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Author Levionnois, Sébastien ; Ziegler, Camille ; Heuret, Patrick ; Jansen, Steven ; Stahl, Clément ; Calvet, Emma ; Goret, Jean-Yves ; Bonal, Damien ; Coste, Sabrina doi  openurl
  Title Is vulnerability segmentation at the leaf‑stem transition a drought resistance mechanism? A theoretical test with a trait‑based model for Neotropical canopy tree species Type Journal Article
  Year 2021 Publication Annals of Forest Science Abbreviated Journal  
  Volume 78 Issue (down) 4 Pages 78-87  
  Keywords Neotropics, bark, canopy, capacitance, drought, drought tolerance, embolism, leaves, models, transpiration, trees, tropical rain forests, xylem  
  Abstract Leaf-stem vulnerability segmentation predicts lower xylem embolism resistance in leaves than stem. However, although it has been intensively investigated these past decades, the extent to which vulnerability segmentation promotes drought resistance is not well understood. Based on a trait-based model, this study theoretically supports that vulnerability segmentation enhances shoot desiccation time across 18 Neotropical tree species. CONTEXT: Leaf-stem vulnerability segmentation predicts lower xylem embolism resistance in leaves than stems thereby preserving expensive organs such as branches or the trunk. Although vulnerability segmentation has been intensively investigated these past decades to test its consistency across species, the extent to which vulnerability segmentation promotes drought resistance is not well understood. AIMS: We investigated the theoretical impact of the degree of vulnerability segmentation on shoot desiccation time estimated with a simple trait-based model. METHODS: We combined data from 18 tropical rainforest canopy tree species on embolism resistance of stem xylem (flow-centrifugation technique) and leaves (optical visualisation method). Measured water loss under minimum leaf and bark conductance, leaf and stem capacitance, and leaf-to-bark area ratio allowed us to calculate a theoretical shoot desiccation time (tcᵣᵢₜ). RESULTS: Large degrees of vulnerability segmentation strongly enhanced the theoretical shoot desiccation time, suggesting vulnerability segmentation to be an efficient drought resistance mechanism for half of the studied species. The difference between leaf and bark area, rather than the minimum leaf and bark conductance, determined the drastic reduction of total transpiration by segmentation during severe drought. CONCLUSION: Our study strongly suggests that vulnerability segmentation is an important drought resistance mechanism that should be better taken into account when investigating plant drought resistance and modelling vegetation. We discuss future directions for improving model assumptions with empirical measures, such as changes in total shoot transpiration after leaf xylem embolism.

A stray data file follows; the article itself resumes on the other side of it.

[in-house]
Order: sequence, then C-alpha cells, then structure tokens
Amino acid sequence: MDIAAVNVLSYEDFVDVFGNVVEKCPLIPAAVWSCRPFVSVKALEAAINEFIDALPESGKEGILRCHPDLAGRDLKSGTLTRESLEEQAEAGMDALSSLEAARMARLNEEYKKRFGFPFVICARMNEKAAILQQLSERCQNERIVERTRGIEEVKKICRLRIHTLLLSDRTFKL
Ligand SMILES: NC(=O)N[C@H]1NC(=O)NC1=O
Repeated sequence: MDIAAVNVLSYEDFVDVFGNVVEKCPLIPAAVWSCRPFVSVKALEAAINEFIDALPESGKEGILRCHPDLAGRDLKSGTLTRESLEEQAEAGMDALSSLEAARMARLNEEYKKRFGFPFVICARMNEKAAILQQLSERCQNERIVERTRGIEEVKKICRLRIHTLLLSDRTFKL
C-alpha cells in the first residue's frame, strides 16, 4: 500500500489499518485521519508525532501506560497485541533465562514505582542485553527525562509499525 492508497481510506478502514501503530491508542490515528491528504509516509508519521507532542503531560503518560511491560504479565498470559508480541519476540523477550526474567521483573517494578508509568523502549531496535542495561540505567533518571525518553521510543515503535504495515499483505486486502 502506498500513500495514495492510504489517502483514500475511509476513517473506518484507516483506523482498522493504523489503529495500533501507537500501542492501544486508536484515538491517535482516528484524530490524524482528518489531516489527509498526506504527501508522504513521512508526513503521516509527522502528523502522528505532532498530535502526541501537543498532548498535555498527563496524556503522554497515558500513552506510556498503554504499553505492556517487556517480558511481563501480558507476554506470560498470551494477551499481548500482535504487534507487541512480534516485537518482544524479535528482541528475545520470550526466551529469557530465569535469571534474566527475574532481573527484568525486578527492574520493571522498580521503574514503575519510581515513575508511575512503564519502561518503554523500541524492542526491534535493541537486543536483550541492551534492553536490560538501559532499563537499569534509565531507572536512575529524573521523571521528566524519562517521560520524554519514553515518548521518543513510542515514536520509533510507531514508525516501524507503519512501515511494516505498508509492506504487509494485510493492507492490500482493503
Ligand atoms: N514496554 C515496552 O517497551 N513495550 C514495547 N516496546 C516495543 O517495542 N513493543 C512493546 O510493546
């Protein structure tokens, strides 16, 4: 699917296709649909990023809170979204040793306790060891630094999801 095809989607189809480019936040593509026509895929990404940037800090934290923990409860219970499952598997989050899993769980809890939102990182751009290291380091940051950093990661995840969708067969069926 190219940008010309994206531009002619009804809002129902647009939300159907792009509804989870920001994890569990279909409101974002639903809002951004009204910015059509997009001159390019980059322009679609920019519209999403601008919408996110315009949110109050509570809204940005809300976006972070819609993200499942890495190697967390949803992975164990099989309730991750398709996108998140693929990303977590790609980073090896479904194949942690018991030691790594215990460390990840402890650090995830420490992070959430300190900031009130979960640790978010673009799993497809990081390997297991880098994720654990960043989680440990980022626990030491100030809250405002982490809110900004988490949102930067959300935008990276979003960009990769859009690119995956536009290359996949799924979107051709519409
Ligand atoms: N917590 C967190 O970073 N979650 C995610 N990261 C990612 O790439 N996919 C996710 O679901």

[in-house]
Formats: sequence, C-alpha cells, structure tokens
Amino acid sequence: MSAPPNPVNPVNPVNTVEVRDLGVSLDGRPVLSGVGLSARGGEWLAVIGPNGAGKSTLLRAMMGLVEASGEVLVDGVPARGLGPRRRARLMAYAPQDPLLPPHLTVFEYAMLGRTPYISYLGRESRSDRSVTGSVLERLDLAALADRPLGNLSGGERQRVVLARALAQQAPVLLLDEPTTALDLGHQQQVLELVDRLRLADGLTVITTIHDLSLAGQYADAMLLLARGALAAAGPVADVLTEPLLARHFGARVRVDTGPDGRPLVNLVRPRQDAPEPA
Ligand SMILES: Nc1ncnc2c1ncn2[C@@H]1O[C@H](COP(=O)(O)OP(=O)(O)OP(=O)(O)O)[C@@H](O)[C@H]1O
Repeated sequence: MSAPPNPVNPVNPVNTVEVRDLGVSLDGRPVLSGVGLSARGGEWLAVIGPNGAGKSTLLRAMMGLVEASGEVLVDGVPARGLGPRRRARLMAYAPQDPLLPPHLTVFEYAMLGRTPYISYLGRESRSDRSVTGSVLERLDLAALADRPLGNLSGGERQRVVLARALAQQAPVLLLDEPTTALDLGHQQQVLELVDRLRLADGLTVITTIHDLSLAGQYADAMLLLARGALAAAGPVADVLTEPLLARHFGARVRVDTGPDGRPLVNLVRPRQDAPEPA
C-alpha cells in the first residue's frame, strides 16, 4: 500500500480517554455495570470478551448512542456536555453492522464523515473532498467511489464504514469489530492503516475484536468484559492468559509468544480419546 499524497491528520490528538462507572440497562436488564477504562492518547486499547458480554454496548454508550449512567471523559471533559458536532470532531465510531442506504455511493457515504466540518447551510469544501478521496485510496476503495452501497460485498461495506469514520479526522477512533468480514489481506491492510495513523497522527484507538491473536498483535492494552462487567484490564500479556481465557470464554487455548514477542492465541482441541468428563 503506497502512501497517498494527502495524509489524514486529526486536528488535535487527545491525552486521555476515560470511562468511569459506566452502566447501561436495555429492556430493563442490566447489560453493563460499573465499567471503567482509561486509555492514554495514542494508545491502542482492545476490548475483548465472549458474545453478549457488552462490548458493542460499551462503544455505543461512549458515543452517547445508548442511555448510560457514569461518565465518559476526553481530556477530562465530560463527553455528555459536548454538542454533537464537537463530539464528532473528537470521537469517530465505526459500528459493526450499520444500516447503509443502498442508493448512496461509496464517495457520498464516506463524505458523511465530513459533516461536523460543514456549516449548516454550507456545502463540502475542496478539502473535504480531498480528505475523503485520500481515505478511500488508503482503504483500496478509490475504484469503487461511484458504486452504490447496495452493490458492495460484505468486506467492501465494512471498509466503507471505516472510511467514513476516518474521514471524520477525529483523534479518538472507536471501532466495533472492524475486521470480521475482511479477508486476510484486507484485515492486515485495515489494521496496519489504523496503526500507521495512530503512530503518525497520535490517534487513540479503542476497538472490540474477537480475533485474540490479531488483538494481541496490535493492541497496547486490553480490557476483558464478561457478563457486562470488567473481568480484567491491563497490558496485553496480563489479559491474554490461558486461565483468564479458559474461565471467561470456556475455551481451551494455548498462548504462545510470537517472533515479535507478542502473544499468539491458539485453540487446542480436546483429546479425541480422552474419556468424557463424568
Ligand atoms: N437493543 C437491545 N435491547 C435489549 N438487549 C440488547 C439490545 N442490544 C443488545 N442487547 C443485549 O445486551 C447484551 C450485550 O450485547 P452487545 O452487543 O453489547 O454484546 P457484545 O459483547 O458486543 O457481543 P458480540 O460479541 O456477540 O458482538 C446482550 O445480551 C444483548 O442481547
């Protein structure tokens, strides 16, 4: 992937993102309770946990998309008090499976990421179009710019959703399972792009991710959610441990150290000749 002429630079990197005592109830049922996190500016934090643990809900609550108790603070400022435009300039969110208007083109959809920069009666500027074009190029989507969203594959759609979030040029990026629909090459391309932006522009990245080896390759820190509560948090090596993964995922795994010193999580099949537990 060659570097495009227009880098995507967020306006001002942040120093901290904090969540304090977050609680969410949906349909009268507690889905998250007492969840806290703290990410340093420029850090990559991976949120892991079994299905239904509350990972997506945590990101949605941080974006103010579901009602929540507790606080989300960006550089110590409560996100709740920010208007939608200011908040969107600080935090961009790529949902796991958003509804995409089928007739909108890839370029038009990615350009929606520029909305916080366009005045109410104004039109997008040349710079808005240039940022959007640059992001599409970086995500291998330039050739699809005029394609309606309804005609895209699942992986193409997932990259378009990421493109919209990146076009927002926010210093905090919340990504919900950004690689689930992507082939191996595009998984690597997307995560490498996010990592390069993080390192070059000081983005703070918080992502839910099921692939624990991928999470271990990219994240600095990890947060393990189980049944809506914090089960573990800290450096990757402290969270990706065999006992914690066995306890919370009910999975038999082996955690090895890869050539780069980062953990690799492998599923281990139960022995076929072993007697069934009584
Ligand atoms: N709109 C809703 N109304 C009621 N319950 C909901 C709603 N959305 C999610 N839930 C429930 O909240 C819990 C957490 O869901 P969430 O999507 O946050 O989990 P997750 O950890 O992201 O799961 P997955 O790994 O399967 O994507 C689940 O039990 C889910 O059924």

Address  
  Corporate Author Thesis  
  Publisher Springer Link Place of Publication Editor  
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  Notes Approved no  
  Call Number EcoFoG @ webmaster @ Serial 1034  
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Author Levionnois, S.; Jansen, S.; Wandji, R.T.; Beauchêne, J.; Ziegler, C.; Coste, S.; Stahl, C.; Delzon, S.; Authier, L.; Heuret, P. doi  openurl